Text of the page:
On Friday morning, students at the Harvard-Westlake School, a prep school in Los Angeles, were told not to come in for the day.
The alarming announcement came after officials learned that an alumnus, former NFL lineman Jonathan Martin, had posted a threatening message the prior evening to his private Instagram account.
The post contained a photo of a shotgun laying on a bed surrounded by shells. Martin, who was taken into custody by the police, added the names of his school and his former team, the Miami Dolphins, on the weapon.
“When you’re a bully victim & a coward, your options are suicide, or revenge,” Martin wrote.
Also included in the post were the Instagram accounts of his former tormentors: ex-NFL teammates Richie Incognito and Mike Pouncey. James Dunleavy and T.J. Taylor, who both attended Harvard-Westlake with Martin, were also tagged.
But the disturbing social-media post directly connects to the year and a half Martin spent as the victim of a brutal, racist, and homophobic bullying campaign—one that was led by Incognito. He was relentlessly mocked and subjected to physical threats and acts of violence, some of which were reportedly encouraged by Dolphins staffers, who saw it as a means to “toughen up” Martin. The bullying drove Martin to attempt suicide more than once, leave the team, and eventually quit professional football altogether.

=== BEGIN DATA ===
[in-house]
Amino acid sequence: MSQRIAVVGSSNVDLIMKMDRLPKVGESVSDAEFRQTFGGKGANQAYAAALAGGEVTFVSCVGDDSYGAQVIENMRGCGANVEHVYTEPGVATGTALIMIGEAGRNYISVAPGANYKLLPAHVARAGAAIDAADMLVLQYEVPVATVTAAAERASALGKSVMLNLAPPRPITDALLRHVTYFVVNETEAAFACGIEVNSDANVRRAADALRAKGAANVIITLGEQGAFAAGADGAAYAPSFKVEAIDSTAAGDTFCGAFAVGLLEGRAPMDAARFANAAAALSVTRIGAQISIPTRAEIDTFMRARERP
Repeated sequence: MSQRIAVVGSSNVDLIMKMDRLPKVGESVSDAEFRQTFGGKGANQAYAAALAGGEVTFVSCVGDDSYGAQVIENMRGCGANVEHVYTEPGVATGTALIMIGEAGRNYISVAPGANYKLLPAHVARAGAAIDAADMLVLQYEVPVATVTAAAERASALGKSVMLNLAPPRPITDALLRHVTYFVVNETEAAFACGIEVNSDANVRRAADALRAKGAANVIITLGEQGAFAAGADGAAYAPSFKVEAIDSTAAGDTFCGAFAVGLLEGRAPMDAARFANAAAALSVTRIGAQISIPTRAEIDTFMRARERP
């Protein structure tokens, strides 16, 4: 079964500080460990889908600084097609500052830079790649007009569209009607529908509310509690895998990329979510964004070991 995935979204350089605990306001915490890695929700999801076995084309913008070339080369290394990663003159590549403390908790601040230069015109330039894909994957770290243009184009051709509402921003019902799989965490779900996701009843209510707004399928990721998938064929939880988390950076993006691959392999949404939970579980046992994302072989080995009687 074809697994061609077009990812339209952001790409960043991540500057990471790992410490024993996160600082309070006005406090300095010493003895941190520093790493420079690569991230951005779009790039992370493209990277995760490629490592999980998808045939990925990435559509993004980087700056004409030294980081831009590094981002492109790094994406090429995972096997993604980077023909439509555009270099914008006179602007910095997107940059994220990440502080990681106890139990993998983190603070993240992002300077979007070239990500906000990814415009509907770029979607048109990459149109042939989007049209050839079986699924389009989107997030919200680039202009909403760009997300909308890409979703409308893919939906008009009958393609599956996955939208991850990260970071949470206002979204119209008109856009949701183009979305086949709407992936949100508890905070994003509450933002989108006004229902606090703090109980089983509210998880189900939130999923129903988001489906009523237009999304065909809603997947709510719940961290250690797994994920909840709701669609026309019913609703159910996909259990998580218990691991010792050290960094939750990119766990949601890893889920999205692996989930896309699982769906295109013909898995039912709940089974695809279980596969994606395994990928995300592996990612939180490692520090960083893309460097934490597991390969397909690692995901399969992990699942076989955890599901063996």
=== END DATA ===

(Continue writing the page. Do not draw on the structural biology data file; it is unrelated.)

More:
The first inkling that Martin was dealing with something far beyond bog standard—but still unnecessary and sophomoric—locker-room hazing came at the end of October 2013, when Martin reportedly “kind of flipped out” in the team’s dining room. After Martin sat down to eat, his teammates all began moving away from him as a “joke” because he was sick and therefore somehow contagious. In response, he smashed a dining tray.
Martin was held out of the Dolphins’ next game with a non-specified injury and checked himself into a mental health facility. Reports began to surface about bullying and a few days later, a tape was leaked to ESPN in which Incognito, who previously had brawled with a security guard and was considered a vicious, dirty player going back to his high school days, was heard calling Martin, who is biracial, a “half-nigger piece of shit.”
“I’ll shit in your fuckin’ mouth,” Incognito said in a voicemail message he’d left for Martin in April 2013. “I’m gonna slap your fuckin’ mouth, I’m gonna slap your real mother across the face [laughter]. Fuck you, you’re still a rookie. I’ll kill you.”